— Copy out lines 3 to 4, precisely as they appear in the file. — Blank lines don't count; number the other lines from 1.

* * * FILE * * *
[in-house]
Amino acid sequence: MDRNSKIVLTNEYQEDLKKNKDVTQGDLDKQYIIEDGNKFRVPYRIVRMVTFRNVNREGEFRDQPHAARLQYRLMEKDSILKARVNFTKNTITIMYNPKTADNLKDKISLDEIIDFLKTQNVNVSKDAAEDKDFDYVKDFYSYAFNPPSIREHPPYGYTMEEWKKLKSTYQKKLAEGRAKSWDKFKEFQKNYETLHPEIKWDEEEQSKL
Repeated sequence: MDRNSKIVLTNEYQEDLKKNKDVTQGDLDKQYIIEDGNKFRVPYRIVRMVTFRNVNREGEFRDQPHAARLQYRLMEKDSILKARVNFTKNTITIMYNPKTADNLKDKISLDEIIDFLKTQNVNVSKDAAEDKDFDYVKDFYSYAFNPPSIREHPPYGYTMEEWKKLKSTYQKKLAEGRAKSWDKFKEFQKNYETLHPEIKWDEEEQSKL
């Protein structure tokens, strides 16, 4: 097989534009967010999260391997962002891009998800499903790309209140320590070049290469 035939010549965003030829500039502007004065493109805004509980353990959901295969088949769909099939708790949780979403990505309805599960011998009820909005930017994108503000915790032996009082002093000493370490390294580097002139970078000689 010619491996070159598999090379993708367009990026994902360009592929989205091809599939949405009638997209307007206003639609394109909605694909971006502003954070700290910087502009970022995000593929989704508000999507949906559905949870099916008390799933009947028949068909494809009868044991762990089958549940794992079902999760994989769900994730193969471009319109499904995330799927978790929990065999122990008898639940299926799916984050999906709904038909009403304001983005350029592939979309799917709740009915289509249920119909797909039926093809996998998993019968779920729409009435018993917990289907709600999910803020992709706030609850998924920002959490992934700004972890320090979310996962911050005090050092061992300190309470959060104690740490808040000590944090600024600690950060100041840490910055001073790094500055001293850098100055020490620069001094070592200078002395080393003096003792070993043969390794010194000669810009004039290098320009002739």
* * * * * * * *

Repeated sequence: MDRNSKIVLTNEYQEDLKKNKDVTQGDLDKQYIIEDGNKFRVPYRIVRMVTFRNVNREGEFRDQPHAARLQYRLMEKDSILKARVNFTKNTITIMYNPKTADNLKDKISLDEIIDFLKTQNVNVSKDAAEDKDFDYVKDFYSYAFNPPSIREHPPYGYTMEEWKKLKSTYQKKLAEGRAKSWDKFKEFQKNYETLHPEIKWDEEEQSKL
């Protein structure tokens, strides 16, 4: 097989534009967010999260391997962002891009998800499903790309209140320590070049290469 035939010549965003030829500039502007004065493109805004509980353990959901295969088949769909099939708790949780979403990505309805599960011998009820909005930017994108503000915790032996009082002093000493370490390294580097002139970078000689 010619491996070159598999090379993708367009990026994902360009592929989205091809599939949405009638997209307007206003639609394109909605694909971006502003954070700290910087502009970022995000593929989704508000999507949906559905949870099916008390799933009947028949068909494809009868044991762990089958549940794992079902999760994989769900994730193969471009319109499904995330799927978790929990065999122990008898639940299926799916984050999906709904038909009403304001983005350029592939979309799917709740009915289509249920119909797909039926093809996998998993019968779920729409009435018993917990289907709600999910803020992709706030609850998924920002959490992934700004972890320090979310996962911050005090050092061992300190309470959060104690740490808040000590944090600024600690950060100041840490910055001073790094500055001293850098100055020490620069001094070592200078002395080393003096003792070993043969390794010194000669810009004039290098320009002739």